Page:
First, the company has a vested interest in getting as many businesses online as possible. It gets them hooked into its many products including Google Apps, Gmail, Google Pages, etc. Then it can sell them Google Adwords.

It was sort of achieving this through a domain reseller model.

Which leads to the second key reason: new top level domain names.

Google is one of the largest applicants for new top level domain names, hoping to soon offer .blog, .app and .lol domains to the public.

Although it is already working with other domain name registrars for distribution of these TLDs, having its own massive distribution channel will allow it to more easily promote its own TLDs to the public.

Does a pet sitter in Mobile, Alabama want to get online? Come to Google Domains, get a .pet domain, click a button and you’ll have email and a website.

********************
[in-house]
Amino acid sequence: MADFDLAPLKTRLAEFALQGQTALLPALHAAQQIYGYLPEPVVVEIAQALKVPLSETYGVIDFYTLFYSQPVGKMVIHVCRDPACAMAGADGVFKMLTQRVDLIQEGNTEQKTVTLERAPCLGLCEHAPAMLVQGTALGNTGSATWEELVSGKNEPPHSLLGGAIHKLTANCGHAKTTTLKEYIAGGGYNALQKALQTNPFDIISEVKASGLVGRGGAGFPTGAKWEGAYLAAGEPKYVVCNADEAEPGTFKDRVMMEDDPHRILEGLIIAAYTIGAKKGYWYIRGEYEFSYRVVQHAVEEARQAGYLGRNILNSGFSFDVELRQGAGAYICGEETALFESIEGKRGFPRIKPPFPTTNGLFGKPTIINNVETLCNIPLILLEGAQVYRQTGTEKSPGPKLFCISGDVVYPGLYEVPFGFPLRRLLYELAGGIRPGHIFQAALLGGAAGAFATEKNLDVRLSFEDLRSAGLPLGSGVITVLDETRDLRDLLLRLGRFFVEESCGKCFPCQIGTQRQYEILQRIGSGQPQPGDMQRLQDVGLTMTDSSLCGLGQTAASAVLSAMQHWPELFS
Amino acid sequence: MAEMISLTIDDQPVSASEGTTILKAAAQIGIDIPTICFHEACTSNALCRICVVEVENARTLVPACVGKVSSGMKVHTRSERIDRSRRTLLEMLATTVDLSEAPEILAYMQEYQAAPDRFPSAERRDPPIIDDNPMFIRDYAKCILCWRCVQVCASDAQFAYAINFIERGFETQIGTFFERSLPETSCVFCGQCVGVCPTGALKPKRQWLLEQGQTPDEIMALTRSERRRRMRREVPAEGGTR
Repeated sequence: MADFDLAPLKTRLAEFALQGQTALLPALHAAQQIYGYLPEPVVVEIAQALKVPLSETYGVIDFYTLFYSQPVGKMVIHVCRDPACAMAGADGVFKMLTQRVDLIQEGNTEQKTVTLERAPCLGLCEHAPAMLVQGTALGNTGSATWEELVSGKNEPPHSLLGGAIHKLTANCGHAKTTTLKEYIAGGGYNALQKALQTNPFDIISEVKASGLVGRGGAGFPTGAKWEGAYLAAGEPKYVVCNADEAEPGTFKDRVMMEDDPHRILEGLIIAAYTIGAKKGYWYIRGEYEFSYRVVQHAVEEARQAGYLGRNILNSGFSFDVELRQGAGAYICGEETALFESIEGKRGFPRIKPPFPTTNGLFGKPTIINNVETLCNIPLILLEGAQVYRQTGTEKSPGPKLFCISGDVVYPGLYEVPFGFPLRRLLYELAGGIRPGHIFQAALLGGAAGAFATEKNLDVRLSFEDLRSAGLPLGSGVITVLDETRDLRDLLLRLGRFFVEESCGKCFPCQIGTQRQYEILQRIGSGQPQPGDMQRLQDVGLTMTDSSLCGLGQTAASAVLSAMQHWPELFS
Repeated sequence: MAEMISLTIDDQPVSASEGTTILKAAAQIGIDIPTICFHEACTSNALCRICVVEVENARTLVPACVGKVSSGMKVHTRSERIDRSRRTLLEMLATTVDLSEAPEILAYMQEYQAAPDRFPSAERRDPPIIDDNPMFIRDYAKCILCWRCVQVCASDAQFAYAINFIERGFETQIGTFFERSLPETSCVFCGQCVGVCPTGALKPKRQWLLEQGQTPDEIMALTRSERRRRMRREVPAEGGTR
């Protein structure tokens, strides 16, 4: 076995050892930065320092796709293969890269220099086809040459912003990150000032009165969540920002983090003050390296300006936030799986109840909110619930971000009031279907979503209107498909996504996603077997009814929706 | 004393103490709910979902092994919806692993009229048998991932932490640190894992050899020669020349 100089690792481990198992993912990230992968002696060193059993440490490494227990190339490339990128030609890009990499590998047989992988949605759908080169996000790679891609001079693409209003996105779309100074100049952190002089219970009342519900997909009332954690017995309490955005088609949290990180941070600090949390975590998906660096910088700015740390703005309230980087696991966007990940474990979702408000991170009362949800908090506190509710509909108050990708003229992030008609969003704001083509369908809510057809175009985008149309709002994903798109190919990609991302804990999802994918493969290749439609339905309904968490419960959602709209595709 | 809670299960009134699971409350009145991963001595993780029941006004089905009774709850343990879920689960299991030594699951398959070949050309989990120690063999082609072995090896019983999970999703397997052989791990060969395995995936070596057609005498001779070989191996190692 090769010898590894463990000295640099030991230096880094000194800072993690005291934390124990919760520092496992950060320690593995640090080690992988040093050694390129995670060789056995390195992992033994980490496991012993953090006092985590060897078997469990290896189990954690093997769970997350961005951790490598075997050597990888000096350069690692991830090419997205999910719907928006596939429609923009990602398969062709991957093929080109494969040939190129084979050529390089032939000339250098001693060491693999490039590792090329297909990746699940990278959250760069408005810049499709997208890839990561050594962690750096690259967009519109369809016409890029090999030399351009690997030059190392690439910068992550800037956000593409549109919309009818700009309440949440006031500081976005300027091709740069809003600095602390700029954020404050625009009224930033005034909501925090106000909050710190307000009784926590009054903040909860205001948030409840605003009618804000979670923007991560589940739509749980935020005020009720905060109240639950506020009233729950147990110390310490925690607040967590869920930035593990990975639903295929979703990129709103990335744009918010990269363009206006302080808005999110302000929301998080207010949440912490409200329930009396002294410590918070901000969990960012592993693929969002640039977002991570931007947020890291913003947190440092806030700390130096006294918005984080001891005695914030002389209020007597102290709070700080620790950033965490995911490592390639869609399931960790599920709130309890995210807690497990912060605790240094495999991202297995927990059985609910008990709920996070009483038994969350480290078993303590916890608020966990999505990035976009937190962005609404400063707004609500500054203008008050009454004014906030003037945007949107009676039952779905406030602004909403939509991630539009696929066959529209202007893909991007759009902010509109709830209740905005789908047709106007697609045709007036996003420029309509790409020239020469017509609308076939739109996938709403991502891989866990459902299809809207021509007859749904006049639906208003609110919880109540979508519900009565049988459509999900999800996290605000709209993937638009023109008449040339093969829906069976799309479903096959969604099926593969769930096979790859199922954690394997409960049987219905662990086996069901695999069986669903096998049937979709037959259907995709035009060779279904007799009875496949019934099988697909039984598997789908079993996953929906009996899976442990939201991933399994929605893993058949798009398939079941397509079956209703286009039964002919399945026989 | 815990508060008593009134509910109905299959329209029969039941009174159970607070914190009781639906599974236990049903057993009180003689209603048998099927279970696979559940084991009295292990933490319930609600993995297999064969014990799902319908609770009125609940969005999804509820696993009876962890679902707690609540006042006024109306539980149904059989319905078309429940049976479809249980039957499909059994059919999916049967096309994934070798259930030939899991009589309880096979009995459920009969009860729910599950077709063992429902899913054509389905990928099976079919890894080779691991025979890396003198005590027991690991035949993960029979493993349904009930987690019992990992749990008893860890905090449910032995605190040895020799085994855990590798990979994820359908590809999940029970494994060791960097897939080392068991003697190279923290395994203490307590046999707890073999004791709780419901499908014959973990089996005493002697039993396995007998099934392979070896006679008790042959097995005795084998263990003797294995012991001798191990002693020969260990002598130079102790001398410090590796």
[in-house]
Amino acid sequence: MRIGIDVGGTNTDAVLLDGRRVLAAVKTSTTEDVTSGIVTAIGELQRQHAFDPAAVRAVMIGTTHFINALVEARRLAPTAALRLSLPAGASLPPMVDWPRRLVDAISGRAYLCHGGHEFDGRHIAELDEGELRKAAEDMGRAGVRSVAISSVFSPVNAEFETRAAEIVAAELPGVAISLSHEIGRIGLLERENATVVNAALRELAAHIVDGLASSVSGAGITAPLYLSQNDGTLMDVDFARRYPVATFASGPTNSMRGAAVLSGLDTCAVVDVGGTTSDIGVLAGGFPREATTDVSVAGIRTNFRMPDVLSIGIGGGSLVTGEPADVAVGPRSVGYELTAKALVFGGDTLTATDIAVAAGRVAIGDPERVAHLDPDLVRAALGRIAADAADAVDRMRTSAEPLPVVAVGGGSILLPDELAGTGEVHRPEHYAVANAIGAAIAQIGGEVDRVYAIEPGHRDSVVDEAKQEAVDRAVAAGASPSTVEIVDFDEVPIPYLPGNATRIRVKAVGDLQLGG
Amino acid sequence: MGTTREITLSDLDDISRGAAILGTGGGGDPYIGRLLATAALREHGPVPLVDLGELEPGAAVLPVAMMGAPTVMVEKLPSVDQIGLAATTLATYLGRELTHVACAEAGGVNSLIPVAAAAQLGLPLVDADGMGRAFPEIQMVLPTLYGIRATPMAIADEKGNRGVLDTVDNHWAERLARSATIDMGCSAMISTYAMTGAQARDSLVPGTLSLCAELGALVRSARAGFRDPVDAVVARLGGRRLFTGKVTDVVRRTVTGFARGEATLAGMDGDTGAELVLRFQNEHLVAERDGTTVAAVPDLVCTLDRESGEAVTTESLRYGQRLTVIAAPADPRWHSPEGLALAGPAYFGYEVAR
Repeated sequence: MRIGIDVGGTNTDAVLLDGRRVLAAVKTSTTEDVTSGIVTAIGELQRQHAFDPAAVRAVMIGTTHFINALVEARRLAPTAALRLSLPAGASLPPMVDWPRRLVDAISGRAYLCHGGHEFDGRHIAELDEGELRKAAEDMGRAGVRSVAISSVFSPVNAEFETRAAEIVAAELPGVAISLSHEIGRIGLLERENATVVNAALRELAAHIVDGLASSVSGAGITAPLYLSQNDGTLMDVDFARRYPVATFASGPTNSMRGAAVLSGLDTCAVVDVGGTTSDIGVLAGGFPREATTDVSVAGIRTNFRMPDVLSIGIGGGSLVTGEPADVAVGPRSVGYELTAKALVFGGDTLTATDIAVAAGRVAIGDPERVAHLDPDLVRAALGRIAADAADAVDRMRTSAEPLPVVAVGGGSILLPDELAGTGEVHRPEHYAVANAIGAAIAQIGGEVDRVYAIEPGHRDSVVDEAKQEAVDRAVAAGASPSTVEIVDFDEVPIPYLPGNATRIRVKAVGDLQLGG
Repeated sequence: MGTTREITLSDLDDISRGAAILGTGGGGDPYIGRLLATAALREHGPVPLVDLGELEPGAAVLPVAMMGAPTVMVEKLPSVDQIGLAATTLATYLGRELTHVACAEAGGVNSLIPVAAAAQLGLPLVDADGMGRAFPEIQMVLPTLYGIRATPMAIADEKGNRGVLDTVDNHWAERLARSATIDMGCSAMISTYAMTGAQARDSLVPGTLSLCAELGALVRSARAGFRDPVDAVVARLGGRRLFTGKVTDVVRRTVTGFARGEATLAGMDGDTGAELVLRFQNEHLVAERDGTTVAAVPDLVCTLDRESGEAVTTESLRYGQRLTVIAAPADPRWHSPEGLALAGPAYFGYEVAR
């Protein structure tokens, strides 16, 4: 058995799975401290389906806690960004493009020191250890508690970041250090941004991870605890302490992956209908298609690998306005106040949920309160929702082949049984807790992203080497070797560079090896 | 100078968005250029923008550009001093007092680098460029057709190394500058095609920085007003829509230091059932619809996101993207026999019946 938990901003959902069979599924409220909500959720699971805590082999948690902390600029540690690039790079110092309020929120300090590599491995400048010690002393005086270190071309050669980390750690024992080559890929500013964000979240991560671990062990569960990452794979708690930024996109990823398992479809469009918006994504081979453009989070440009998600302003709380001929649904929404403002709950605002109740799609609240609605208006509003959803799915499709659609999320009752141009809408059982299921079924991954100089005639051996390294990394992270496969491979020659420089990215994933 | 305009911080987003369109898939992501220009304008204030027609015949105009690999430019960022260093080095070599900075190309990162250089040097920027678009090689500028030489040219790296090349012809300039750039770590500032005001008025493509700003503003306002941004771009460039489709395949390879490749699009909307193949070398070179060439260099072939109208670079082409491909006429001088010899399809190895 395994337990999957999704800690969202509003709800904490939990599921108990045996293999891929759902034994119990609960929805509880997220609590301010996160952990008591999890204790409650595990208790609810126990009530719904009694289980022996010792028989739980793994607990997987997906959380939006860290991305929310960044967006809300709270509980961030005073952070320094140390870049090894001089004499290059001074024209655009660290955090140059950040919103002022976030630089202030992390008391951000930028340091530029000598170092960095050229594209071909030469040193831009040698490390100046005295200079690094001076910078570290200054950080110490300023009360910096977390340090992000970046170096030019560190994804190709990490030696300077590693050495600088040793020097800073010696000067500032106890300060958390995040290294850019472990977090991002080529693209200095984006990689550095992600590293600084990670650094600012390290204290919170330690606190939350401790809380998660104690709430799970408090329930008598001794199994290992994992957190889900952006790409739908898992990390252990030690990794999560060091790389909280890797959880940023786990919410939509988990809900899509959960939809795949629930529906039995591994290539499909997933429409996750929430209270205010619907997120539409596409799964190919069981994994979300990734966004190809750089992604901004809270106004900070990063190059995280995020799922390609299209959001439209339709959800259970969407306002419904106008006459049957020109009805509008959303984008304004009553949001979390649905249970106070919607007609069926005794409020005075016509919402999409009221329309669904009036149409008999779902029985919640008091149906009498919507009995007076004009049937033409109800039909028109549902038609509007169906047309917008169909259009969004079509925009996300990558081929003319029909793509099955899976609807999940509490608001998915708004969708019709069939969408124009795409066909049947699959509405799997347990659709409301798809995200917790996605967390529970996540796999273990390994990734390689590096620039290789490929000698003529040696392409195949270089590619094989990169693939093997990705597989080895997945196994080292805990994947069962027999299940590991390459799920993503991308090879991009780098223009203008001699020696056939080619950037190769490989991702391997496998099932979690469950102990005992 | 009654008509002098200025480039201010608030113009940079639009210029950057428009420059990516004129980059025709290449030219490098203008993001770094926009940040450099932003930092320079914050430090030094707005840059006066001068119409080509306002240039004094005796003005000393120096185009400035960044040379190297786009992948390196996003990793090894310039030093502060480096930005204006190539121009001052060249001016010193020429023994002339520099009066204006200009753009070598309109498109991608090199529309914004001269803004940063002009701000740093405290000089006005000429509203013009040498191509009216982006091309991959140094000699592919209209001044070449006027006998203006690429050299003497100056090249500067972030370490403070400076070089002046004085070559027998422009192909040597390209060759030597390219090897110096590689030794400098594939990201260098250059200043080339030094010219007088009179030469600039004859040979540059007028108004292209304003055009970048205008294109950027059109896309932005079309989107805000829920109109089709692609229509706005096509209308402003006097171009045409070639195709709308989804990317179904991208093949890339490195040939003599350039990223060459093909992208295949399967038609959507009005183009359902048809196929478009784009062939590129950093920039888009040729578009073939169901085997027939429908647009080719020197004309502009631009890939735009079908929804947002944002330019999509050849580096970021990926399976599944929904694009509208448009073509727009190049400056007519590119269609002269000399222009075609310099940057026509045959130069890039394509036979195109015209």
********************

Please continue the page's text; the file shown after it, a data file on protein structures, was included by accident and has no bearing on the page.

(Google is smartly partnering with the likes of Wix instead of getting into the support-intensive business of webhosting.)

This will greatly simplify the current process of getting online. Google’s main motive isn’t a bit of margin on the domains. It’s getting another business online.

Do you think .com will show up at the top of Google’s domain results for long? I doubt it.

So what does this really mean for the likes of GoDaddy? It depends.

It depends greatly on Google’s level of motivation. Let’s face it, Google doesn’t always execute or throw its weight behind new ventures. Countless times, Google has launched a service and pundits have said it’s an “enter-company-name-here killer”, only to itself kill the product a few years later.